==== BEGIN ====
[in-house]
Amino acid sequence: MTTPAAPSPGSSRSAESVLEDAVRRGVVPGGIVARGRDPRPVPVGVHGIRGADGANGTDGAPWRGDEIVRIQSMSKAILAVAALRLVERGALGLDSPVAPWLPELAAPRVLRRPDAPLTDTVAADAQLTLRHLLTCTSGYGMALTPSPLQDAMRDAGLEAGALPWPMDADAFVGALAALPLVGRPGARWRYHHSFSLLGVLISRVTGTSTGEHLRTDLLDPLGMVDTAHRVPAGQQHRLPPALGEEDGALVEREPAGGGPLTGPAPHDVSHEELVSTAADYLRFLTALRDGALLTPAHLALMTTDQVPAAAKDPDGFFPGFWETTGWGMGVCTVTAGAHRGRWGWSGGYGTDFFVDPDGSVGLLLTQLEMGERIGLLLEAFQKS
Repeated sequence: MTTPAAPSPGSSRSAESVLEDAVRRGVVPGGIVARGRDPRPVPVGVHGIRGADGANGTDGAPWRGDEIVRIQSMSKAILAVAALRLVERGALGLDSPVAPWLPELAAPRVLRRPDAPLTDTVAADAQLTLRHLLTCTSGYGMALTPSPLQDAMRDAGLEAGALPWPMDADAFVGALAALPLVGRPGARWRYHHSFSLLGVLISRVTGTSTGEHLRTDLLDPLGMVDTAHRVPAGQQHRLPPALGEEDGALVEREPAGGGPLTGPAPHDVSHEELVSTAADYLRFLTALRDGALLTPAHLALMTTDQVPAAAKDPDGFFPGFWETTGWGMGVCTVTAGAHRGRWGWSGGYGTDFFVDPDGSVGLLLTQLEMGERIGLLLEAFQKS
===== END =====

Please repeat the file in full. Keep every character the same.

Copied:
[in-house]
Amino acid sequence: MTTPAAPSPGSSRSAESVLEDAVRRGVVPGGIVARGRDPRPVPVGVHGIRGADGANGTDGAPWRGDEIVRIQSMSKAILAVAALRLVERGALGLDSPVAPWLPELAAPRVLRRPDAPLTDTVAADAQLTLRHLLTCTSGYGMALTPSPLQDAMRDAGLEAGALPWPMDADAFVGALAALPLVGRPGARWRYHHSFSLLGVLISRVTGTSTGEHLRTDLLDPLGMVDTAHRVPAGQQHRLPPALGEEDGALVEREPAGGGPLTGPAPHDVSHEELVSTAADYLRFLTALRDGALLTPAHLALMTTDQVPAAAKDPDGFFPGFWETTGWGMGVCTVTAGAHRGRWGWSGGYGTDFFVDPDGSVGLLLTQLEMGERIGLLLEAFQKS
Repeated sequence: MTTPAAPSPGSSRSAESVLEDAVRRGVVPGGIVARGRDPRPVPVGVHGIRGADGANGTDGAPWRGDEIVRIQSMSKAILAVAALRLVERGALGLDSPVAPWLPELAAPRVLRRPDAPLTDTVAADAQLTLRHLLTCTSGYGMALTPSPLQDAMRDAGLEAGALPWPMDADAFVGALAALPLVGRPGARWRYHHSFSLLGVLISRVTGTSTGEHLRTDLLDPLGMVDTAHRVPAGQQHRLPPALGEEDGALVEREPAGGGPLTGPAPHDVSHEELVSTAADYLRFLTALRDGALLTPAHLALMTTDQVPAAAKDPDGFFPGFWETTGWGMGVCTVTAGAHRGRWGWSGGYGTDFFVDPDGSVGLLLTQLEMGERIGLLLEAFQKS